Breaking News
More () »

DOJ seeks terrorism enhancement, 15 years in prison for Guy Reffitt

Prosecutors argue the first Capitol riot defendant to be convicted at trial should serve more than a decade behind bars for leading the mob on Jan. 6.

WASHINGTON — The Justice Department said Friday that Guy Reffitt, the Texas Three Percenter who became the first Capitol riot defendant to go to trial, deserves a terrorism enhancement and 15 years in prison for instigating the mob that first breached the U.S. Capitol Building on Jan. 6.

Reffitt was convicted by a jury in March of five felony counts in connection with the riot. Over four days of testimony, prosecutors showed how Reffitt – wearing body armor and carrying a handgun concealed under a large coat – made himself the leader of a group of rioters who eventually overwhelmed police and made the first breach of the Capitol. Reffitt himself was overcome by the multiple rounds of less-than-lethal munitions used against him and did not enter the building.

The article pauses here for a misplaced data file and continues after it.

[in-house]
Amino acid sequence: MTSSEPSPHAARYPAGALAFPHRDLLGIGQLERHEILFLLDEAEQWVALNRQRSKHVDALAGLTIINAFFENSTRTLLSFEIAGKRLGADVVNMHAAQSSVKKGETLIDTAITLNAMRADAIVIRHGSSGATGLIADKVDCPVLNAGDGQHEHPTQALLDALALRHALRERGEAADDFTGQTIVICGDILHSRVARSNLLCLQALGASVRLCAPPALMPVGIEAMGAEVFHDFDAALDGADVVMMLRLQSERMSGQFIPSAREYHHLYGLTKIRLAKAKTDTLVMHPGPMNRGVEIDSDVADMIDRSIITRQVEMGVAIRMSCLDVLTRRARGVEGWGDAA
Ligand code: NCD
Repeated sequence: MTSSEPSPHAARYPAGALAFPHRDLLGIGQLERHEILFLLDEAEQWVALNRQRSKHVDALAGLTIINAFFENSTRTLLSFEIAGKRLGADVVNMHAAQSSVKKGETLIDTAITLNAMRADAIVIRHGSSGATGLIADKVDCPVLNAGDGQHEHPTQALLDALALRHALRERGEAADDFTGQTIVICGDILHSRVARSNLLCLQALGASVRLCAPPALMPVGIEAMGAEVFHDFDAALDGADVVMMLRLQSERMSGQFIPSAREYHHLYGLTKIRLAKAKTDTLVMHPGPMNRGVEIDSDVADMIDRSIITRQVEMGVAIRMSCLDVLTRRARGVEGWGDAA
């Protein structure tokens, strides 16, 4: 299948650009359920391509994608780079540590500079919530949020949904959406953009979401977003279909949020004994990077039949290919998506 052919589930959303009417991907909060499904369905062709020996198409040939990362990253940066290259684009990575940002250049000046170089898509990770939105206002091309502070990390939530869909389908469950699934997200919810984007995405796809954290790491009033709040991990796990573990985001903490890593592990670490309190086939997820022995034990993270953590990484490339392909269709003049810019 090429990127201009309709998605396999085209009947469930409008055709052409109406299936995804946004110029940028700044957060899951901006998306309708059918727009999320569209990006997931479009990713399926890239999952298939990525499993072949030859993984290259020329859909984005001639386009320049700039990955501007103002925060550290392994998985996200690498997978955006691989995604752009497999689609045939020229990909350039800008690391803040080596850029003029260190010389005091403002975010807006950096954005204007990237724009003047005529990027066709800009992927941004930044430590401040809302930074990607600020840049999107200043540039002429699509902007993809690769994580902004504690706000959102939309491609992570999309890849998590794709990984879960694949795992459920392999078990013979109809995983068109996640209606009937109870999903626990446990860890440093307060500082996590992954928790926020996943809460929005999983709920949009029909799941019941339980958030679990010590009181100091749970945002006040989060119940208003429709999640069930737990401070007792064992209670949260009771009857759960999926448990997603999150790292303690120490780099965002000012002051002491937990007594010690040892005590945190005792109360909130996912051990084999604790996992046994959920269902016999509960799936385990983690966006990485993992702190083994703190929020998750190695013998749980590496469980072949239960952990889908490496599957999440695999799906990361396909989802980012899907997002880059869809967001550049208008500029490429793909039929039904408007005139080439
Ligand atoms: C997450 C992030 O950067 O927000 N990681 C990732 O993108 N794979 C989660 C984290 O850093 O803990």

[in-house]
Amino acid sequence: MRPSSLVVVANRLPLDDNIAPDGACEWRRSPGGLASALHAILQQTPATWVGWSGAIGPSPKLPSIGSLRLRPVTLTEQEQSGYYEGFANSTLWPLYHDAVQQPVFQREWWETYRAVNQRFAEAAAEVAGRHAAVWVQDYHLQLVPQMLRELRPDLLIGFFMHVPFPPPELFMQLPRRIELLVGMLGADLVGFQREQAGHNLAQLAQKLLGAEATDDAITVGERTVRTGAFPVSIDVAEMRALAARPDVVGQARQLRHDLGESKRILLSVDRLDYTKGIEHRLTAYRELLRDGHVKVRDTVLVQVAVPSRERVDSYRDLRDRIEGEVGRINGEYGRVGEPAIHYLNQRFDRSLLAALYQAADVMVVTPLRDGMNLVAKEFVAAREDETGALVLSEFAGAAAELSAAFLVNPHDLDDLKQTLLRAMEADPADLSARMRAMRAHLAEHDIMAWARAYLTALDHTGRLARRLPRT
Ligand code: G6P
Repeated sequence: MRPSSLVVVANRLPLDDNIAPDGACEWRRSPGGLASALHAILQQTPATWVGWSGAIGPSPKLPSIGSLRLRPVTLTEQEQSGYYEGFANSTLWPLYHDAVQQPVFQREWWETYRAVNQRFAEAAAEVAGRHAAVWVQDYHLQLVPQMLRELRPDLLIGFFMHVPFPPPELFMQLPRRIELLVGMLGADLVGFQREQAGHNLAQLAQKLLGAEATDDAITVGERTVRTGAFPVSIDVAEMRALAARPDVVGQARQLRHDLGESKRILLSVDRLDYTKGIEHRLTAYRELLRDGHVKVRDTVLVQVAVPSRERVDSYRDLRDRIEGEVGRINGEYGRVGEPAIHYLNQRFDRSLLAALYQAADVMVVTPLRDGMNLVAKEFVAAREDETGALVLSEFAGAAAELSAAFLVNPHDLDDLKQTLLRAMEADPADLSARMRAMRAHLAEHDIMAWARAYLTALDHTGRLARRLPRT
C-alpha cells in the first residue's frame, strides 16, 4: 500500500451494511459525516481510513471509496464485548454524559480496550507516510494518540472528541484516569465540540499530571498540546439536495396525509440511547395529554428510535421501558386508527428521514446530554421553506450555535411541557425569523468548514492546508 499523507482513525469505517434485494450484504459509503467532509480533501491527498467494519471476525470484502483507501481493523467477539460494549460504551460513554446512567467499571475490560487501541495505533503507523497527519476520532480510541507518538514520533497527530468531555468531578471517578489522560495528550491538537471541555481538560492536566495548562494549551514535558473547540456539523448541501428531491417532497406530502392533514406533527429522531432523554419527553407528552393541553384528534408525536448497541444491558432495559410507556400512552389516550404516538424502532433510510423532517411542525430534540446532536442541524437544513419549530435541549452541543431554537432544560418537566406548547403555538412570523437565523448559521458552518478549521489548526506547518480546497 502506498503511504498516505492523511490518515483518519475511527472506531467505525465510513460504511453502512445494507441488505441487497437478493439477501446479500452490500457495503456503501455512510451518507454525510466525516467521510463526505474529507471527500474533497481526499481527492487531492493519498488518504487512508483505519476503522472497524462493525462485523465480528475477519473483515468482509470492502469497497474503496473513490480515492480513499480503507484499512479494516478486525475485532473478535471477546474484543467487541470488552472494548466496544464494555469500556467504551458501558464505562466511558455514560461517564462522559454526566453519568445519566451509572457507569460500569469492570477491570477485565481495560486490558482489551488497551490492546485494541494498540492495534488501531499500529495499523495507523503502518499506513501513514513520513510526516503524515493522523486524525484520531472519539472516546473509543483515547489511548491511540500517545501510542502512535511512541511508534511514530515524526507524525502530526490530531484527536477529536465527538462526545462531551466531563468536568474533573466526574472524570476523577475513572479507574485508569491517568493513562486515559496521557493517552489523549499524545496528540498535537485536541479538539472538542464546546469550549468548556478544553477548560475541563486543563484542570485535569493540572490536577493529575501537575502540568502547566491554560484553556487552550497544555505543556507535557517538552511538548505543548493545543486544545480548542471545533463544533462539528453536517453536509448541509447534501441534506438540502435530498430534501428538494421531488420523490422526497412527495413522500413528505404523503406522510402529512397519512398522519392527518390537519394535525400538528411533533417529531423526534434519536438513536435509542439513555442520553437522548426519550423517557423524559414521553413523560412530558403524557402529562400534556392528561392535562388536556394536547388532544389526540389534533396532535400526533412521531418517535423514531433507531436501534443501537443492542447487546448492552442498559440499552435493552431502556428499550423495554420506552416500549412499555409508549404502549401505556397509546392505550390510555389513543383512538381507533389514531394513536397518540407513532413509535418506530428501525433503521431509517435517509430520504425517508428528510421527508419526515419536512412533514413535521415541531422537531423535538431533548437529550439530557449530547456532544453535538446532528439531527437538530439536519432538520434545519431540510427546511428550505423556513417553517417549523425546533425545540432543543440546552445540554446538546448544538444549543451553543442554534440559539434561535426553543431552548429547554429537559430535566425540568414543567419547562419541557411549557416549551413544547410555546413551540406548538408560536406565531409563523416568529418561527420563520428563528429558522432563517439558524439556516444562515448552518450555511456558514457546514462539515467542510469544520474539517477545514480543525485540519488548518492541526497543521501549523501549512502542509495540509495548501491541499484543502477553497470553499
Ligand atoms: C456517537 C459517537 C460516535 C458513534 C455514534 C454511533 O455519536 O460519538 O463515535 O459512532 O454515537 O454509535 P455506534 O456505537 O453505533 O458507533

Reffitt, who has retained new counsel and is expected to appeal his conviction, is scheduled to be sentenced on Aug. 1. On Friday, prosecutors asked U.S. District Judge Dabney Friedrich to end that hearing by ordering Reffitt to serve the longest sentence in any Jan. 6 case to date: 15 years in prison.

According to the government’s sentencing memo, a pretrial report estimated Reffitt’s recommended sentencing guideline at 9 to 11.25 years. Prosecutors argue the range should be even higher, 11.25 to 14 years, and that Reffitt’s conduct warrants an even further upward departure.